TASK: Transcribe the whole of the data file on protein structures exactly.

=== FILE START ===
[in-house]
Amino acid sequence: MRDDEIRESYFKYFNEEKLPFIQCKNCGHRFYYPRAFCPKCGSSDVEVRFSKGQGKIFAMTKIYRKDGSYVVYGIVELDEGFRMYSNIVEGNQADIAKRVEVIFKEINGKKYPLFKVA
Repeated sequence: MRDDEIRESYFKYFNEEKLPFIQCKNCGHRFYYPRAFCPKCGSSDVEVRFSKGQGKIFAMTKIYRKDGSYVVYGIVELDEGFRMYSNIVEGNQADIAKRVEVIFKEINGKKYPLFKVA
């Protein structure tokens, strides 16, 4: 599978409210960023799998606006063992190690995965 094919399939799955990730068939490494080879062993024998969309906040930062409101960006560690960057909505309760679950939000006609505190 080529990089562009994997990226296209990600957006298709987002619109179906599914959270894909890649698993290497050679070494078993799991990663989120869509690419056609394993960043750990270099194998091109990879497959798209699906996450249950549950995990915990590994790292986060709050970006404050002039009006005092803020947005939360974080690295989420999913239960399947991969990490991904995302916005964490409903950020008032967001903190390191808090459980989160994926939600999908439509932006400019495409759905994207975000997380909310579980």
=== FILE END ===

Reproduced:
[in-house]
Amino acid sequence: MRDDEIRESYFKYFNEEKLPFIQCKNCGHRFYYPRAFCPKCGSSDVEVRFSKGQGKIFAMTKIYRKDGSYVVYGIVELDEGFRMYSNIVEGNQADIAKRVEVIFKEINGKKYPLFKVA
Repeated sequence: MRDDEIRESYFKYFNEEKLPFIQCKNCGHRFYYPRAFCPKCGSSDVEVRFSKGQGKIFAMTKIYRKDGSYVVYGIVELDEGFRMYSNIVEGNQADIAKRVEVIFKEINGKKYPLFKVA
């Protein structure tokens, strides 16, 4: 599978409210960023799998606006063992190690995965 094919399939799955990730068939490494080879062993024998969309906040930062409101960006560690960057909505309760679950939000006609505190 080529990089562009994997990226296209990600957006298709987002619109179906599914959270894909890649698993290497050679070494078993799991990663989120869509690419056609394993960043750990270099194998091109990879497959798209699906996450249950549950995990915990590994790292986060709050970006404050002039009006005092803020947005939360974080690295989420999913239960399947991969990490991904995302916005964490409903950020008032967001903190390191808090459980989160994926939600999908439509932006400019495409759905994207975000997380909310579980």